“The reflection that felt like I was teleported in different dimensions then projected.”

“How the sound of the words in my head fit snugly into the sensory experience of the space.”

This post contains some of my own photographs of the exhibition, but on my website you can see all the professional photographs of all the work along with the time lapse video showing the change from day to night in the exhibition. 

View more pictures from the exhibition here.

Shadow walk1 LHMH EA

 

Dance

August 25, 2014

 

Make what we can

With our bodies.

For no one

In one hundred years

Will remember

How we danced

With a certain grace and

Free abandon,

Loving the life we have now.

 

I sometimes think about the moments some people lose because they are too embarrassed to really let go and take a moment for what it is, enjoy it for what it is. I dance a lot, it’s part of my practice to clear my mind to make way for new (or previously uncovered) ideas. In fact, most of my ideas come from a moment within the act of dancing (I am definitely not trained, nor do I study it). This is peculiar as the works don’t always include movement so specifically. Anyway, this was a poem I wrote quickly whilst dancing.

 

 

I’m really excited to announce that I will soon be starting on a new project ‘Light Holds Me Here’ to create a new body of work which will fuse my two creative backgrounds in light art and literature. This project is made possible by my successful application to Grants for the Arts, supported using public funding by the National Lottery through Arts Council England.

The resulting work will be exhibited at a solo show at Castlefield Gallery’s New Art Spaces, Federation House, Manchester from 24th-28th September 2014. One of the pieces will also be exhibited at a light art and literature festival in the Faroe Islands in November with the support of Curated Place, who have been instrumental in developing the application and project plan allowing me to undertake an international commission.

I will be updating this blog with my progress and lots of other exciting developments as I go, but in the meantime, here’s some more information about my supporting partners:

 

Arts Council England

 

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Arts Council England champions, develops and invests in artistic and cultural experiences that enrich people’s lives. More information can be found here.

 

Curated Place

 

 

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Curated Place is a creative production company that delivers unique events in galleries, museums and venues across the UK, Europe and the Middle East. They’re always interested in working with new artists on financing and running projects and can be contacted at info@curatedplace.com or go to their website here.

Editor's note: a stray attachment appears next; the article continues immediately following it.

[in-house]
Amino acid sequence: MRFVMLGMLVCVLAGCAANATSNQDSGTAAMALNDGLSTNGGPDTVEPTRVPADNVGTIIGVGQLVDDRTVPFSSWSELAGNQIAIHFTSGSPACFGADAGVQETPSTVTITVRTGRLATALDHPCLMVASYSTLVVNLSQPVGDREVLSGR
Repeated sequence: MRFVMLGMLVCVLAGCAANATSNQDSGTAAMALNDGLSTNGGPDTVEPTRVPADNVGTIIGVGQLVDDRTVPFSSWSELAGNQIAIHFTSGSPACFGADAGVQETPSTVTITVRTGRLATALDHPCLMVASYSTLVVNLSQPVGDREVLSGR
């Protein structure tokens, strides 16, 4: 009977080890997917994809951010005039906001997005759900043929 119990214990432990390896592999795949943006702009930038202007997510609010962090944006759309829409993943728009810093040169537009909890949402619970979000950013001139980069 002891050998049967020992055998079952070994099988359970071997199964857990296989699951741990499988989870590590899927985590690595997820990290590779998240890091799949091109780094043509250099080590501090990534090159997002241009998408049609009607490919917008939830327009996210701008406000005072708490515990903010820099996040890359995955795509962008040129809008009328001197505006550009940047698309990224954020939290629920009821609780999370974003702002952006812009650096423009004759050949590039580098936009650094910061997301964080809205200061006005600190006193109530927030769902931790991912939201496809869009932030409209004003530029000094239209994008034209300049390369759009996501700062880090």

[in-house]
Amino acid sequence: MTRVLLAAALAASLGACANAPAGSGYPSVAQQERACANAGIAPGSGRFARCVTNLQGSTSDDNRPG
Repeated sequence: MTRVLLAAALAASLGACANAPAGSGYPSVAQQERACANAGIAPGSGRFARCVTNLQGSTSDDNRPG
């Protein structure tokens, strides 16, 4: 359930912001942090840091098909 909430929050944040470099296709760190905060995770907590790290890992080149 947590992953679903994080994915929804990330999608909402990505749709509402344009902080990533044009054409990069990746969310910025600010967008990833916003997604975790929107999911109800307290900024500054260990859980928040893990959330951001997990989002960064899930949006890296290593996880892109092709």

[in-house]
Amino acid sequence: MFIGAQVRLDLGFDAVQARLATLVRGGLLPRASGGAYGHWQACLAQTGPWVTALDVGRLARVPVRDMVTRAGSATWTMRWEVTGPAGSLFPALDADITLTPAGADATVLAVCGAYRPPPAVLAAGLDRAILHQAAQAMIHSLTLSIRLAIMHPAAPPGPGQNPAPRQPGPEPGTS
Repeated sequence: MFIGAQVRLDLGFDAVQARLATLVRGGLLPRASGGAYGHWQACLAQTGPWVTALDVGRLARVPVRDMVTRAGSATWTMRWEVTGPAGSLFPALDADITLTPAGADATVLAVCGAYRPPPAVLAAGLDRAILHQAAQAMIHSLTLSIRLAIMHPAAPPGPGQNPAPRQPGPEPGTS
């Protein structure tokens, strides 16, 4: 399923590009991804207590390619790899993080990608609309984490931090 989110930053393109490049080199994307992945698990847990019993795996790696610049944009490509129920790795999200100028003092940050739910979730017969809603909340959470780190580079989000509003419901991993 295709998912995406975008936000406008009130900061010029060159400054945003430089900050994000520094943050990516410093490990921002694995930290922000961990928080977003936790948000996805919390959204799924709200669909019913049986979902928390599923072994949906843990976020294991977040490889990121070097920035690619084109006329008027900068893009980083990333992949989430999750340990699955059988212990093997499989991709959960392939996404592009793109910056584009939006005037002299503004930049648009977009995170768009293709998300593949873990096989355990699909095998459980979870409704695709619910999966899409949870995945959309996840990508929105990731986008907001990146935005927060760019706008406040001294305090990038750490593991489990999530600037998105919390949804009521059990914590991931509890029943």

Castlefield Gallery’s New Art Spaces (NAS)

 

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Castlefield Gallery’s New Art Spaces (NAS) is an initiative to create dynamic project spaces for artists, artist collectives and artists development agencies. Making use of temporary vacant retail, office and light industrial units, NAS provides opportunities for emerging creatives to incubate their practices, produce work and showcase new art to local communities. Currently CG runs New Art Spaces in Leigh, Widnes, Salford and city centre Manchester. More information can be found here.

 

IA13 Degree Show

July 31, 2013

End of degree number two! I was lucky to have three pieces in the show; two in the main Interactive Arts show, and one specially commissioned piece by the Manchester School of Art for the roof terrace on the new building.

This year I used Zen poetry as my main influence because its philosophy of constantly asserting the transience of our existence is something I wanted from my artwork. I feel that light has this transient quality through its visibility and invisibility which could then be used to visually activate the meaning of the poetry. With this in mind, I defined my project as creating a modern Zen scroll.

Sun Scroll at midday

Sun Scroll at midday

‘Sun Scroll’ is a Zen poem revealed by sunlight. It addresses themes of transience, emphasised by the transient sunlight. The projected words appear differently throughout the day and year depending on the angle of the sun.

'Leap And The Net Will Appear'

‘Leap And The Net Will Appear’

‘Leap and the net will appear’ is a Zen saying that I appropriated into a piece of text art activated by light. You know the light’s path but you can’t see it all, requiring you to trust in the leap to the text.

'Sun Bowls' on display

‘Sun Bowls’ on display

The ‘Sun Bowls’ contain extracts from Zen poems that refer to a transience of existence echoed in the use of glass and light to illuminate the words. The shifting lighting conditions within a room changes the visibility of the words – sometimes readable from above, others from the projection onto the surface below, and occasionally not at all. The bowls are intended to be lived with and viewed over a period of time, becoming part of the owner’s personal context and place.

'Sun Bowl' in the home

‘Sun Bowl’ in the home